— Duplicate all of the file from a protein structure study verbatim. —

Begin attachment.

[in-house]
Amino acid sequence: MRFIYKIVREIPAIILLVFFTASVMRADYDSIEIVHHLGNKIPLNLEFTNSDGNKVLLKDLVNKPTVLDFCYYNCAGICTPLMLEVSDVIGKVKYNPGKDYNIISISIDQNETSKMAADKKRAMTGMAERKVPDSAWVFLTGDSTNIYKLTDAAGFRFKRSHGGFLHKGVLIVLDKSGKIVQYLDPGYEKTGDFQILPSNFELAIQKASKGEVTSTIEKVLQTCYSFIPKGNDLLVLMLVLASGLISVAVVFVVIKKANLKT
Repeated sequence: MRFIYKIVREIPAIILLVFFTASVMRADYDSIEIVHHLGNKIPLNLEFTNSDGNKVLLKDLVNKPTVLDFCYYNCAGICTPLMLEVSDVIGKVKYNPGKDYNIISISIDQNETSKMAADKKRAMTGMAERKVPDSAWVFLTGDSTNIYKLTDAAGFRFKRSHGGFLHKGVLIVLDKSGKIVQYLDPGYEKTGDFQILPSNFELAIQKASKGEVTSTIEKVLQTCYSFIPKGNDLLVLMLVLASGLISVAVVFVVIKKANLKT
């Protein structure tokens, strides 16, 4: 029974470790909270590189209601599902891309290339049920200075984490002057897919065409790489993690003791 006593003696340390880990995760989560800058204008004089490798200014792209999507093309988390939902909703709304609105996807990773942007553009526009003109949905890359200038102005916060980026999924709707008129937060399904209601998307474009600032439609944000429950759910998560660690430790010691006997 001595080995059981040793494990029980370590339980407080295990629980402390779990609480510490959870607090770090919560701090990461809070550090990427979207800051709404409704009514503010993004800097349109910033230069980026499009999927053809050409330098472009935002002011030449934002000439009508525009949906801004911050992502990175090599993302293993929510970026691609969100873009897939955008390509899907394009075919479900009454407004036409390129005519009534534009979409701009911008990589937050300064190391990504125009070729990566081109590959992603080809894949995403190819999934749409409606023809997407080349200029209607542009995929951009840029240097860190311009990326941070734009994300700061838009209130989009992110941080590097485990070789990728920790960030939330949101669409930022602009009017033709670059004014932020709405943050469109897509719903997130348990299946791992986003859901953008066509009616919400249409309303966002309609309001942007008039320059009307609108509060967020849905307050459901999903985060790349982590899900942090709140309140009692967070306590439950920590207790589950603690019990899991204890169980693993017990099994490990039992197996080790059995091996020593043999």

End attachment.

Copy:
[in-house]
Amino acid sequence: MRFIYKIVREIPAIILLVFFTASVMRADYDSIEIVHHLGNKIPLNLEFTNSDGNKVLLKDLVNKPTVLDFCYYNCAGICTPLMLEVSDVIGKVKYNPGKDYNIISISIDQNETSKMAADKKRAMTGMAERKVPDSAWVFLTGDSTNIYKLTDAAGFRFKRSHGGFLHKGVLIVLDKSGKIVQYLDPGYEKTGDFQILPSNFELAIQKASKGEVTSTIEKVLQTCYSFIPKGNDLLVLMLVLASGLISVAVVFVVIKKANLKT
Repeated sequence: MRFIYKIVREIPAIILLVFFTASVMRADYDSIEIVHHLGNKIPLNLEFTNSDGNKVLLKDLVNKPTVLDFCYYNCAGICTPLMLEVSDVIGKVKYNPGKDYNIISISIDQNETSKMAADKKRAMTGMAERKVPDSAWVFLTGDSTNIYKLTDAAGFRFKRSHGGFLHKGVLIVLDKSGKIVQYLDPGYEKTGDFQILPSNFELAIQKASKGEVTSTIEKVLQTCYSFIPKGNDLLVLMLVLASGLISVAVVFVVIKKANLKT
């Protein structure tokens, strides 16, 4: 029974470790909270590189209601599902891309290339049920200075984490002057897919065409790489993690003791 006593003696340390880990995760989560800058204008004089490798200014792209999507093309988390939902909703709304609105996807990773942007553009526009003109949905890359200038102005916060980026999924709707008129937060399904209601998307474009600032439609944000429950759910998560660690430790010691006997 001595080995059981040793494990029980370590339980407080295990629980402390779990609480510490959870607090770090919560701090990461809070550090990427979207800051709404409704009514503010993004800097349109910033230069980026499009999927053809050409330098472009935002002011030449934002000439009508525009949906801004911050992502990175090599993302293993929510970026691609969100873009897939955008390509899907394009075919479900009454407004036409390129005519009534534009979409701009911008990589937050300064190391990504125009070729990566081109590959992603080809894949995403190819999934749409409606023809997407080349200029209607542009995929951009840029240097860190311009990326941070734009994300700061838009209130989009992110941080590097485990070789990728920790960030939330949101669409930022602009009017033709670059004014932020709405943050469109897509719903997130348990299946791992986003859901953008066509009616919400249409309303966002309609309001942007008039320059009307609108509060967020849905307050459901999903985060790349982590899900942090709140309140009692967070306590439950920590207790589950603690019990899991204890169980693993017990099994490990039992197996080790059995091996020593043999």